In certain embodiments, a method of recharging an excimer laser comprises opening an outlet in a chamber containing a first gas at a first pressure, opening an inlet in the chamber, the inlet in communication with a container containing a second gas at a second pressure higher than the first pressure of the first gas in the chamber, and flowing the second gas from the container into the chamber and removing the majority of the first gases from the chamber without using a vacuum pump.
In certain embodiments, a method of recharging an excimer laser comprises opening an outlet in a chamber containing spent laser gas at a first pressure, opening an inlet in the chamber, the inlet in communication with a laser gas container at a second pressure higher than the first pressure, and flowing fresh laser gas into the chamber and removing at least a portion of the spent laser gases from the chamber with both the inlet and outlet open.
In certain embodiments an apparatus for recharging an excimer laser comprises a first valve for opening and closing an outlet in a laser chamber containing spent laser gas at a first pressure, a second valve for an inlet in the chamber, the inlet in fluid communication with a laser gas container at a second pressure higher than the first pressure, and a controller in communication with the first and second valves. The controller is configured to open the first and second valves such that at least a portion of the spent laser gas is removed and fresh laser gas from the laser gas container is introduced without using a vacuum pump.
Excimer lasers can emit pulses of ultraviolet radiation and have potentially many practical applications in medicine, industry, and communications. This potential success has remained to a large extent unfulfilled because of numerous problems that limit the period of time during which excimer lasers will operate without requiring substantial maintenance or experiencing performance difficulties. One of the obstacles to achieving a practical excimer laser is that contamination of the laser gases or the optics in the pressure vessel necessitates frequent major maintenance and/or disassembly of the laser such as, for example, in the case where the windows need to be replaced.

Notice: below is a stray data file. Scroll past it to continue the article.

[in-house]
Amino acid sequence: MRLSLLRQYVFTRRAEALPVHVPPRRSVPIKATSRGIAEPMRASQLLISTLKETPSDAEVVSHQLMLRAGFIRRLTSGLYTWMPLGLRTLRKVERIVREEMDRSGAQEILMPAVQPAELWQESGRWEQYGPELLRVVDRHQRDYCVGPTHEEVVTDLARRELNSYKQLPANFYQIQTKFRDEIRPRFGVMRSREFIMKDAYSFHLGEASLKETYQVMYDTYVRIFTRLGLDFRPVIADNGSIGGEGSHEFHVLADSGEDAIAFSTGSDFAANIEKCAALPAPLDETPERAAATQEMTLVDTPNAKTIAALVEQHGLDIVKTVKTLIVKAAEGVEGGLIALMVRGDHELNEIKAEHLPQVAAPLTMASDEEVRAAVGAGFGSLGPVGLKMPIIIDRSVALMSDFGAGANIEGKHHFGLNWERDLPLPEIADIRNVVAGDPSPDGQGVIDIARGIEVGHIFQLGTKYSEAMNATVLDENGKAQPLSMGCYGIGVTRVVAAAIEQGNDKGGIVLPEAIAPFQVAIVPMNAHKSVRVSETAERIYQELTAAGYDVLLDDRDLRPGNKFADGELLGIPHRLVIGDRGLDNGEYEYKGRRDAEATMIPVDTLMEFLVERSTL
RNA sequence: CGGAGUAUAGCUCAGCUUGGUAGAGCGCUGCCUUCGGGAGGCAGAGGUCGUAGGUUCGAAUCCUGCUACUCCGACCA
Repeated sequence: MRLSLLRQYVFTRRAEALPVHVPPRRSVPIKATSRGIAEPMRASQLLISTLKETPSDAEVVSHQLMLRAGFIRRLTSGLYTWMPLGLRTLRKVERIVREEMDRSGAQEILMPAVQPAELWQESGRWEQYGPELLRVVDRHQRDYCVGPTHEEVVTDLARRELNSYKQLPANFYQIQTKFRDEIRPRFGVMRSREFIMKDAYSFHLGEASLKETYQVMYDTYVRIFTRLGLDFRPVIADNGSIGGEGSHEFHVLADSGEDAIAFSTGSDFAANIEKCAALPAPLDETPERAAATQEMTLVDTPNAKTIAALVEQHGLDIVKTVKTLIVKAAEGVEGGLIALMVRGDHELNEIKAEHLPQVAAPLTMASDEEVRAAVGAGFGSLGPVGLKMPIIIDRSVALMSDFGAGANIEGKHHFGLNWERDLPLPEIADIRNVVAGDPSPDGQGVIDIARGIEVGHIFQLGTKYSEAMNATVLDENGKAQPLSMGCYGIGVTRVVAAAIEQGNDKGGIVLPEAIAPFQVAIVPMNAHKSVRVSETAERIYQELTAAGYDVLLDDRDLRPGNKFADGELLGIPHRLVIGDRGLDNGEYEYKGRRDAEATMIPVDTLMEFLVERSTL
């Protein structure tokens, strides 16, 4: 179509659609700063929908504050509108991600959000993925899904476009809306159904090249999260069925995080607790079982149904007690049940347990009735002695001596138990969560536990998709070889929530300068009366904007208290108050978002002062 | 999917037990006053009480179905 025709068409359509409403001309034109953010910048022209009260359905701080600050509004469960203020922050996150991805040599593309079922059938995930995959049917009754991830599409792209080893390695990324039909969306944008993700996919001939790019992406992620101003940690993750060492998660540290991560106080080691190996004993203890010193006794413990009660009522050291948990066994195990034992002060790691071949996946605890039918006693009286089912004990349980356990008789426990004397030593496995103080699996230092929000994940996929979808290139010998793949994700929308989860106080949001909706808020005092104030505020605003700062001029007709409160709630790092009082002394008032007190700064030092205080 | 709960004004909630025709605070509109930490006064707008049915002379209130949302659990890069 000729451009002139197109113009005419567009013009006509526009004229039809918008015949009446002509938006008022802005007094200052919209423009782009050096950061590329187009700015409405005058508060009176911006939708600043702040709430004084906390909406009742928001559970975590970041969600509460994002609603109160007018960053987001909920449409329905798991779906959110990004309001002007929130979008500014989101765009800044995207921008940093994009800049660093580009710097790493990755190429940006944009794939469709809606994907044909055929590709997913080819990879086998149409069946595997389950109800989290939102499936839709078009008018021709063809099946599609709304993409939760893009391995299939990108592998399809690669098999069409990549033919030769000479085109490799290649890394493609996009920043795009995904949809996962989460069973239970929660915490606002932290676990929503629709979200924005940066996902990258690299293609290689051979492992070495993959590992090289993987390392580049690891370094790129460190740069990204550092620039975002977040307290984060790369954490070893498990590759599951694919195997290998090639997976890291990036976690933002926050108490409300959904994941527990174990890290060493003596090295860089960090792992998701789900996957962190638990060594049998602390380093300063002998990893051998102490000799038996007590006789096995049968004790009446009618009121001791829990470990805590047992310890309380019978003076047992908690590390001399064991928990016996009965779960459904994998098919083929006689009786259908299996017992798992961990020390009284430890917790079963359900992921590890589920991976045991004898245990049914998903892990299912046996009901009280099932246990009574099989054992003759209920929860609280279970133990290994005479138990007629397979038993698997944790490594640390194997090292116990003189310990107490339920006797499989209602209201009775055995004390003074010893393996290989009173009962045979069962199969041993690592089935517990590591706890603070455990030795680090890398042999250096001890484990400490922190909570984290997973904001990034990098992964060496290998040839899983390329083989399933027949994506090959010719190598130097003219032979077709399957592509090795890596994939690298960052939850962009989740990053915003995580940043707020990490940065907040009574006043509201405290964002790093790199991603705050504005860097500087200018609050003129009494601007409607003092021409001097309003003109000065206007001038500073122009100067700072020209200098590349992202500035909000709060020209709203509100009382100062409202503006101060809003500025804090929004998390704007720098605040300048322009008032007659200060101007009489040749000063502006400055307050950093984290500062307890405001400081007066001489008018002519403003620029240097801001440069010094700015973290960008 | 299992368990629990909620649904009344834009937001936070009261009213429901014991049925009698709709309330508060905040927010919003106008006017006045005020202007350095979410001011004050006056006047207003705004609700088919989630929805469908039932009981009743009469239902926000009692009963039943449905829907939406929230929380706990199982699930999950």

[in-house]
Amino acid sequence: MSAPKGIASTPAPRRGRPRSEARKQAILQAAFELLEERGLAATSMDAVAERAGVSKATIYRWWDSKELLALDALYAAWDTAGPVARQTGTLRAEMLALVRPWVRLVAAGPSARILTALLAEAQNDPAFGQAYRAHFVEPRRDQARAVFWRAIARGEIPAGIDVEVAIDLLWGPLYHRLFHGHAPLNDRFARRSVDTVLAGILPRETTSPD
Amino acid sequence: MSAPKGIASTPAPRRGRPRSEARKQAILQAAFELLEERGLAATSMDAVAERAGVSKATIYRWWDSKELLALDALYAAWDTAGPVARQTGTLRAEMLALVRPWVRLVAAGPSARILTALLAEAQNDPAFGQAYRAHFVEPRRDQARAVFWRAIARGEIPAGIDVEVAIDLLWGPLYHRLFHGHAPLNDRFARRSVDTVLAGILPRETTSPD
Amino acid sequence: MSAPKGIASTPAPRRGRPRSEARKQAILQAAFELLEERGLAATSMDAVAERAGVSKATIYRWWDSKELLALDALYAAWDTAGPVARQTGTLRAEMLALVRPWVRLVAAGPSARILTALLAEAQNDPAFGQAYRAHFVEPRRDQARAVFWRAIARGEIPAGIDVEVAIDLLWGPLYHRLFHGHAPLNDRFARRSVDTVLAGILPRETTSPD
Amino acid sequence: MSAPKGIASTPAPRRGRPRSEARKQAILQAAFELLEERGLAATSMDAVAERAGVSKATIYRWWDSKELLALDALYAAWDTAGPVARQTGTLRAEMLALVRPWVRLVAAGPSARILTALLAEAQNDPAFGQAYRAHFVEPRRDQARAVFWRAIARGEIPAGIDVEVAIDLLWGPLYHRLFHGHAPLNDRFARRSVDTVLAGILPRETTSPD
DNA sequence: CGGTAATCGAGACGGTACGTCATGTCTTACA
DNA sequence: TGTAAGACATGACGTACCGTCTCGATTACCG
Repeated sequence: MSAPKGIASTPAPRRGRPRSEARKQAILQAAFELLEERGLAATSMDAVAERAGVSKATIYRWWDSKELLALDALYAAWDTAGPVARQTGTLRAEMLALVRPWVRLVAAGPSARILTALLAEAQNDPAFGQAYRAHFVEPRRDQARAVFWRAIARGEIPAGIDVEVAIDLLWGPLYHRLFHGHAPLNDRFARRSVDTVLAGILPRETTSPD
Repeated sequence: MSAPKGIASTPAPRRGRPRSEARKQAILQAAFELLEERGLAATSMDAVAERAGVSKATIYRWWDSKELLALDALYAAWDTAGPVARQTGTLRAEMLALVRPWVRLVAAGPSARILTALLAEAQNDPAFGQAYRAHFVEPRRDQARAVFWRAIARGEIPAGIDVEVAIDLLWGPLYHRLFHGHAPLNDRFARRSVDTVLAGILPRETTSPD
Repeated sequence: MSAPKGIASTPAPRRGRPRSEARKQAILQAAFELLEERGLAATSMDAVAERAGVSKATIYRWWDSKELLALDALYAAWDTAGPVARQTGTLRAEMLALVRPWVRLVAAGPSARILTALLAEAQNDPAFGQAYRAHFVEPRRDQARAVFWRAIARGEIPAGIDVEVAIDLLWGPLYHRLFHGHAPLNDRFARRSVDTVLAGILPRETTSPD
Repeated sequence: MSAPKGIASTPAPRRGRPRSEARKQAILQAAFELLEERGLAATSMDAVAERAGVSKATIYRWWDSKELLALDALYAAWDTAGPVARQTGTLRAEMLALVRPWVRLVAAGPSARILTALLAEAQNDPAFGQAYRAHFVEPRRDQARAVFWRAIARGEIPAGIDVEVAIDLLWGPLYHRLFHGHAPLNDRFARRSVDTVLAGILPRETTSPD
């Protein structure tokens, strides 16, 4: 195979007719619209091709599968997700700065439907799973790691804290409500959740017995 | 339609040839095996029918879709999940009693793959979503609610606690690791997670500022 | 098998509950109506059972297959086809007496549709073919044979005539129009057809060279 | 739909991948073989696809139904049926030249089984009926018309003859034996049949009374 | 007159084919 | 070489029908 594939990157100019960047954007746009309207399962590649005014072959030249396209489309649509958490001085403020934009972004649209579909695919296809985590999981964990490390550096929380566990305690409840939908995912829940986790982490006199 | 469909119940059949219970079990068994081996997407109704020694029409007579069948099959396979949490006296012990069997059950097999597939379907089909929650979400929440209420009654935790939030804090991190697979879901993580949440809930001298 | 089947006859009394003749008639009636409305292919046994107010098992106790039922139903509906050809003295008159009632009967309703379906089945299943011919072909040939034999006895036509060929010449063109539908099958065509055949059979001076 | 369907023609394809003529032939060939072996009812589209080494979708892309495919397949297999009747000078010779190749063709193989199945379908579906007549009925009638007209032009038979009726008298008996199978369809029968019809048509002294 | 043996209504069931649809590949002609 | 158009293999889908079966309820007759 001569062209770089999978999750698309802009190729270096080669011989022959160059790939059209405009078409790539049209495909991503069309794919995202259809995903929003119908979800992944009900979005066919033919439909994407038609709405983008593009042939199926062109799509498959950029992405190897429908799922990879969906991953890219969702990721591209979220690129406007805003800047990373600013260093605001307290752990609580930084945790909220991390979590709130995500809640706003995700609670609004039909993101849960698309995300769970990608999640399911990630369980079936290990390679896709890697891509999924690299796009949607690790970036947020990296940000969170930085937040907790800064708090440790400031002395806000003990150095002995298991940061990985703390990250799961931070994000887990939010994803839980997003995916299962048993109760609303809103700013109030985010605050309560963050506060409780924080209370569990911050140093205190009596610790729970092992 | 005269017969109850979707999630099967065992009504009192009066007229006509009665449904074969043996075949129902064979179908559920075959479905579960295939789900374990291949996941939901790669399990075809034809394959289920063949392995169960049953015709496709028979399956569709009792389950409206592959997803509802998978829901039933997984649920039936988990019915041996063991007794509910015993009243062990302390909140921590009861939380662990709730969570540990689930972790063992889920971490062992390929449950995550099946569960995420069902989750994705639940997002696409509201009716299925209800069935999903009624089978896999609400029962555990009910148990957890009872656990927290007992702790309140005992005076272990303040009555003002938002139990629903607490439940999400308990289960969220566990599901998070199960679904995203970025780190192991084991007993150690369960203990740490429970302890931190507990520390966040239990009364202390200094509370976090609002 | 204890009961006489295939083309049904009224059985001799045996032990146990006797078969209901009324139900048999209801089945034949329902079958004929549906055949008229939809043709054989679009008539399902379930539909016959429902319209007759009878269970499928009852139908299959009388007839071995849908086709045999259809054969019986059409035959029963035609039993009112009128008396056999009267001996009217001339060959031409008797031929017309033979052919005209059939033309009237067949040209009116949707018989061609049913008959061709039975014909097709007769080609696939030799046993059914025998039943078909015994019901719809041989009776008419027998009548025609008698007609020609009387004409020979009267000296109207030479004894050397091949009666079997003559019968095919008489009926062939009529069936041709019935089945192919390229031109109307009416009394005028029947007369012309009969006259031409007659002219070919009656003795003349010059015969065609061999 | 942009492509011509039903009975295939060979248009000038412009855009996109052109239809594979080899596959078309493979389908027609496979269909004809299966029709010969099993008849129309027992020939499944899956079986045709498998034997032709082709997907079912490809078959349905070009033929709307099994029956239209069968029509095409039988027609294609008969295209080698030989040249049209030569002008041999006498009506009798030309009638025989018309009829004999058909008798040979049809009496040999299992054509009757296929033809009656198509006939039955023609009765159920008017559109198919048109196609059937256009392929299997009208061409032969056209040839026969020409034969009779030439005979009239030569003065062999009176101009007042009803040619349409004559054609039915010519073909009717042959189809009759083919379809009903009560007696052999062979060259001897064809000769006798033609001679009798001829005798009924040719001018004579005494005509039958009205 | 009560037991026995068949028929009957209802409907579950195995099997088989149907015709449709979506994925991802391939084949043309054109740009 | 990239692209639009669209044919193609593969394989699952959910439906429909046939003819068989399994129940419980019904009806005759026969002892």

Some portion of the halogens (e.g., Cl) will permanently dissociate from the noble gas (e.g., Xe) and re-associate with another charged molecule (or “ion”) besides the noble gas. Such ions may be from other constituent elements found in the gas mixture or, more typically, will be from atoms that have broken away from the materials comprising the internal surfaces of the chamber or from the components within the chamber. Often, this new association is manifested by small solid particulates that may deposit on the internal surfaces of the chamber and the components therein. The halogen may also associate directly with a molecule that did not break away, but that remained bound to one of the internal surfaces of the chamber or of a component found in the chamber.